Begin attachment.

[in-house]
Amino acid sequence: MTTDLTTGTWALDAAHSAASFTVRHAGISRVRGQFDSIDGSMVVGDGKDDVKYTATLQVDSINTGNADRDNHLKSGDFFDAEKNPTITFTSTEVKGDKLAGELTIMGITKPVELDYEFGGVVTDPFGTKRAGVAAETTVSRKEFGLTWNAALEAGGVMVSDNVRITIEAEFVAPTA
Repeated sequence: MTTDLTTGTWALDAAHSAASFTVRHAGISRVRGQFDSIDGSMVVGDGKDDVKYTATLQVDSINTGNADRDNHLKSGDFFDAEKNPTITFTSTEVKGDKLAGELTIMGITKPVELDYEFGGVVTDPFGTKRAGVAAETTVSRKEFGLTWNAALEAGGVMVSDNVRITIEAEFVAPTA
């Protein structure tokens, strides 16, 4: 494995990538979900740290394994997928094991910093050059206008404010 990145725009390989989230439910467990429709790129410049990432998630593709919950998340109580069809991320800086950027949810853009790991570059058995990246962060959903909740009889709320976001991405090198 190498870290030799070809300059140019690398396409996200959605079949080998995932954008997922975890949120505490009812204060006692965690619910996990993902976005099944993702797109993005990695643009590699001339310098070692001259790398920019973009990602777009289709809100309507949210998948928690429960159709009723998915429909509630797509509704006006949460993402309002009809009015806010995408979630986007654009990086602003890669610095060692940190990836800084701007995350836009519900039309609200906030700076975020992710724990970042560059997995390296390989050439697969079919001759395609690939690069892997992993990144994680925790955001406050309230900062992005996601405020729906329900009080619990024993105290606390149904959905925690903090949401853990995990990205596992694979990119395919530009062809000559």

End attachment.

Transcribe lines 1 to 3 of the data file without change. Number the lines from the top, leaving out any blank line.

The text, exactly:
[in-house]
Amino acid sequence: MTTDLTTGTWALDAAHSAASFTVRHAGISRVRGQFDSIDGSMVVGDGKDDVKYTATLQVDSINTGNADRDNHLKSGDFFDAEKNPTITFTSTEVKGDKLAGELTIMGITKPVELDYEFGGVVTDPFGTKRAGVAAETTVSRKEFGLTWNAALEAGGVMVSDNVRITIEAEFVAPTA
Repeated sequence: MTTDLTTGTWALDAAHSAASFTVRHAGISRVRGQFDSIDGSMVVGDGKDDVKYTATLQVDSINTGNADRDNHLKSGDFFDAEKNPTITFTSTEVKGDKLAGELTIMGITKPVELDYEFGGVVTDPFGTKRAGVAAETTVSRKEFGLTWNAALEAGGVMVSDNVRITIEAEFVAPTA